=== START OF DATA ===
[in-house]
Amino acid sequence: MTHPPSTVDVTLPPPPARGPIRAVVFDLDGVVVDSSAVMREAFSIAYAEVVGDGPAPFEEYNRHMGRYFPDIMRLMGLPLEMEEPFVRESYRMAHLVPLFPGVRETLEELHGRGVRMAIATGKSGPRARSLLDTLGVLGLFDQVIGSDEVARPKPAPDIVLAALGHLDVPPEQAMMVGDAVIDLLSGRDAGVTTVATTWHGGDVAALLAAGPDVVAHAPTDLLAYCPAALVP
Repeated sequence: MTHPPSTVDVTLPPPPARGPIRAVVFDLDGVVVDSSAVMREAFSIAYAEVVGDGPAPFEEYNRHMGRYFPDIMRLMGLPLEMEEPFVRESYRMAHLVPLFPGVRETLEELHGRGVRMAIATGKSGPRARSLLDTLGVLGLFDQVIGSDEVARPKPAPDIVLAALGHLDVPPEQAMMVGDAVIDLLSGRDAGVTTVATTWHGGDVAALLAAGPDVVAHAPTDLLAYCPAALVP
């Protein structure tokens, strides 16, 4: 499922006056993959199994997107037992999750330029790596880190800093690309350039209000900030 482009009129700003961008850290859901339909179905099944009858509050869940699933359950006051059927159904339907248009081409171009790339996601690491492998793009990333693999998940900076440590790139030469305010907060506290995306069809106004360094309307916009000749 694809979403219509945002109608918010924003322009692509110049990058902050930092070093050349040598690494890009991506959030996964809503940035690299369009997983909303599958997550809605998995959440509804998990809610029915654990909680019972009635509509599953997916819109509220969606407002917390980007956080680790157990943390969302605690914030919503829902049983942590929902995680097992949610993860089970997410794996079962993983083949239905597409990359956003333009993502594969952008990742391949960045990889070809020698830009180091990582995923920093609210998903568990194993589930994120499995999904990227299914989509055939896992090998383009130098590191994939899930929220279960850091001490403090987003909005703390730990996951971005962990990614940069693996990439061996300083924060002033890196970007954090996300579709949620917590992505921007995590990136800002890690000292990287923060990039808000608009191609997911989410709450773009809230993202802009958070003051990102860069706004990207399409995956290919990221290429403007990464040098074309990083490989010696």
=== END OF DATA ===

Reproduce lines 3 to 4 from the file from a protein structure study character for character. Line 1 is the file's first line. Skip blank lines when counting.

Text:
Repeated sequence: MTHPPSTVDVTLPPPPARGPIRAVVFDLDGVVVDSSAVMREAFSIAYAEVVGDGPAPFEEYNRHMGRYFPDIMRLMGLPLEMEEPFVRESYRMAHLVPLFPGVRETLEELHGRGVRMAIATGKSGPRARSLLDTLGVLGLFDQVIGSDEVARPKPAPDIVLAALGHLDVPPEQAMMVGDAVIDLLSGRDAGVTTVATTWHGGDVAALLAAGPDVVAHAPTDLLAYCPAALVP
């Protein structure tokens, strides 16, 4: 499922006056993959199994997107037992999750330029790596880190800093690309350039209000900030 482009009129700003961008850290859901339909179905099944009858509050869940699933359950006051059927159904339907248009081409171009790339996601690491492998793009990333693999998940900076440590790139030469305010907060506290995306069809106004360094309307916009000749 694809979403219509945002109608918010924003322009692509110049990058902050930092070093050349040598690494890009991506959030996964809503940035690299369009997983909303599958997550809605998995959440509804998990809610029915654990909680019972009635509509599953997916819109509220969606407002917390980007956080680790157990943390969302605690914030919503829902049983942590929902995680097992949610993860089970997410794996079962993983083949239905597409990359956003333009993502594969952008990742391949960045990889070809020698830009180091990582995923920093609210998903568990194993589930994120499995999904990227299914989509055939896992090998383009130098590191994939899930929220279960850091001490403090987003909005703390730990996951971005962990990614940069693996990439061996300083924060002033890196970007954090996300579709949620917590992505921007995590990136800002890690000292990287923060990039808000608009191609997911989410709450773009809230993202802009958070003051990102860069706004990207399409995956290919990221290429403007990464040098074309990083490989010696």